City Council votes to refinance Wellness bonds

Chris Wilcox
Staff writer

University officials are amid talks with the Murray City Council to refinance bonds on the Wellness Center.

The Murray Finance/Personnel Committee heard the proposal on March 8, from Murray State for a refunding bond issue to finance the facility.

The city council passed the motion on the first reading, another reading is set for March 22.

In 2002, the city financed the Wellness Center for $10 million. The brokerage firm Hilliard Lyons issued the bonds at a maturity of 30 years.

Murray State and the firm are proposing to refinance now because of lower interest rates.

Tom Denton, vice president of Finance and Administrative Services, said the University has undergone 10 years of the current arrangement and now wishes to refinance while the market is favorable.

The Board of Regents approved the amended lease agreement March 2. A representative of Hilliard Lyons spoke at the meeting and said the bond market allowed for a decrease in bond interest rates.

Denton said the refinancing would not change the duration of maturity but will instead save the University money.

Denton said cuts in Gov. Steve Beshear’s budget proposal that could leave the University with $3.3 million fewer pressured the University in a decision to keep the current student fees at the current rate.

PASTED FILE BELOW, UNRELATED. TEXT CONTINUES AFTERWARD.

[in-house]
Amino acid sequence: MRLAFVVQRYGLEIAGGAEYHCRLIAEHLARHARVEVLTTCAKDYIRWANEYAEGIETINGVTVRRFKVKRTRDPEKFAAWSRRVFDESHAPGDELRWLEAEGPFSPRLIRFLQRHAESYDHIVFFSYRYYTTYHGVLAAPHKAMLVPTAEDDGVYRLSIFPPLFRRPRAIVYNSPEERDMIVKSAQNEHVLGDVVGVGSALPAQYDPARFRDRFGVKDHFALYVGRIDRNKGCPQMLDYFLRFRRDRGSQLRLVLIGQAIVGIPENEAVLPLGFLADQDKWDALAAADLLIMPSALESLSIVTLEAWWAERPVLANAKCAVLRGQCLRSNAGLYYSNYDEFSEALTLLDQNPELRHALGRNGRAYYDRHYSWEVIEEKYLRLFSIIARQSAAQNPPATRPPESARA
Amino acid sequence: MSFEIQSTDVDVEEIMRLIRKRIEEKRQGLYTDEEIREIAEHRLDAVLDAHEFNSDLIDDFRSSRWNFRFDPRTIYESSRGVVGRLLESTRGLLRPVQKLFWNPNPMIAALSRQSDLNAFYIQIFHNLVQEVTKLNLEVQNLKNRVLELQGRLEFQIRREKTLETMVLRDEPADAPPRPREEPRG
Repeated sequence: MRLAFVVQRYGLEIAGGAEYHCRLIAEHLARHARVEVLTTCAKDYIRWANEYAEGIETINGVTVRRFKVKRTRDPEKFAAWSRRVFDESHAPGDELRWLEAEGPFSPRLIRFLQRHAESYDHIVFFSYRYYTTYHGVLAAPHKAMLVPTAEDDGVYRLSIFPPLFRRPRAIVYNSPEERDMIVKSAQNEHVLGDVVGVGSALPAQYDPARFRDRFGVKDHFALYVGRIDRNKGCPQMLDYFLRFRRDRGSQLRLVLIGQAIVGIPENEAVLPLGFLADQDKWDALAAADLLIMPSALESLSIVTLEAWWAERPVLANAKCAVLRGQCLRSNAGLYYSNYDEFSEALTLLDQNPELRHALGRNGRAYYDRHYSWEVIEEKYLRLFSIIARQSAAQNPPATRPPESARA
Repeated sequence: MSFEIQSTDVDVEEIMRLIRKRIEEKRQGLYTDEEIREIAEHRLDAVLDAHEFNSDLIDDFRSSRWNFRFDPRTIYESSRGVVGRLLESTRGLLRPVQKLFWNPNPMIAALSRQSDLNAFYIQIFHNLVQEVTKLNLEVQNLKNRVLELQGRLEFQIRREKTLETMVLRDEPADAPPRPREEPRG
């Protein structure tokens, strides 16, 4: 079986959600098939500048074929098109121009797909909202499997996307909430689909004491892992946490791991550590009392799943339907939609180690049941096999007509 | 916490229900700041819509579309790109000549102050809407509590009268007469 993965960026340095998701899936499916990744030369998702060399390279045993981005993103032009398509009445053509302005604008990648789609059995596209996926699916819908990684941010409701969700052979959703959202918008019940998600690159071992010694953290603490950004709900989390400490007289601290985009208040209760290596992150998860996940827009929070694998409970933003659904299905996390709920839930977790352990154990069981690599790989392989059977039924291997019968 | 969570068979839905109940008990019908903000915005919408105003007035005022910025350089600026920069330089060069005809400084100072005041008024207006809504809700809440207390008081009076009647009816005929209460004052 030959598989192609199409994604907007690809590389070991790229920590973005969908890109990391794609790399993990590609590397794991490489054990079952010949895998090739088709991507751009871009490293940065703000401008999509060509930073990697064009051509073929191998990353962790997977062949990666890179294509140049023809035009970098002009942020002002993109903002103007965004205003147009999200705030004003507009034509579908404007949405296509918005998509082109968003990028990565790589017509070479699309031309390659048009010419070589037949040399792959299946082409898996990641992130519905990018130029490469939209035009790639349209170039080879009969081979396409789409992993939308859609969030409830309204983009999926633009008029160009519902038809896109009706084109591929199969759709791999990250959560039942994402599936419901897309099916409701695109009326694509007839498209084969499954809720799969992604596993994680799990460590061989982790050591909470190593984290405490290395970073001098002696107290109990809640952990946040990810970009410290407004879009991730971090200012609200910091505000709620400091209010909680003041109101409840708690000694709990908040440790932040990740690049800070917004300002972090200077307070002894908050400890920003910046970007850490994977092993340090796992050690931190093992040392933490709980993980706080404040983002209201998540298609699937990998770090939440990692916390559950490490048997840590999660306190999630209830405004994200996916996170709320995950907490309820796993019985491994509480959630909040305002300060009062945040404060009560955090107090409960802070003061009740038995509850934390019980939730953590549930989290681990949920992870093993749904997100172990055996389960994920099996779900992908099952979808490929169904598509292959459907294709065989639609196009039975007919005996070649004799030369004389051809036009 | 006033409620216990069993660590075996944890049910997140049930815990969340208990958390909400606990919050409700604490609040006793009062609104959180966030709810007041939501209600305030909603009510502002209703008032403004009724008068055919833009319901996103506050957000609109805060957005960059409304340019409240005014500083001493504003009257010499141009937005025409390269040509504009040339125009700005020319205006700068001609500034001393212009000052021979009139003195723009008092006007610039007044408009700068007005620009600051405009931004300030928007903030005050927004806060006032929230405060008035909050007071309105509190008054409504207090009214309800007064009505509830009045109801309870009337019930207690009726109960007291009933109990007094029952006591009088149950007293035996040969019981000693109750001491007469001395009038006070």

President Randy Dunn said the reduced interest rate was a positive agreement the Universtity and city may obtain.

“That would free up some monies within our fee base to allow us to do renovations to the facility and that type of thing,” he said.

Greg Phillips, Hilliard Lyons senior vice president of Public Finance, said the firm and Murray State want to refinance at a lower interest rate saving the University nearly $80,000 a year.

“It is economically prudent to take action while the market is where it’s at,” Phillips said.

Alan Lanier, the city of Murray’s director of finance, said the goal of refinancing is to save the University $1.2 million to $1.8 million over the years left in the agreement.

If the city council agrees to the proposal, the original general obligation bonds will be purchased by the city and reissued with a lower applied interest rate.

The bonds will then go on sale March 27.

Lanier said he hopes the lower rates will encourage the University to reduce its membership rates for those in the community who use the center.

“By reissuing the bonds now, without extending the maturity date, the University is buying back the bonds with a maximum maturity of 30 years and issuing bonds with a maximum maturity of 20 years,” he said.

However, Dunn said he does not anticipate there being any charge decreases for students or other members of community. He said the rate adjustment will give Murray State the opportunity to save a little more money in a tough financial environment.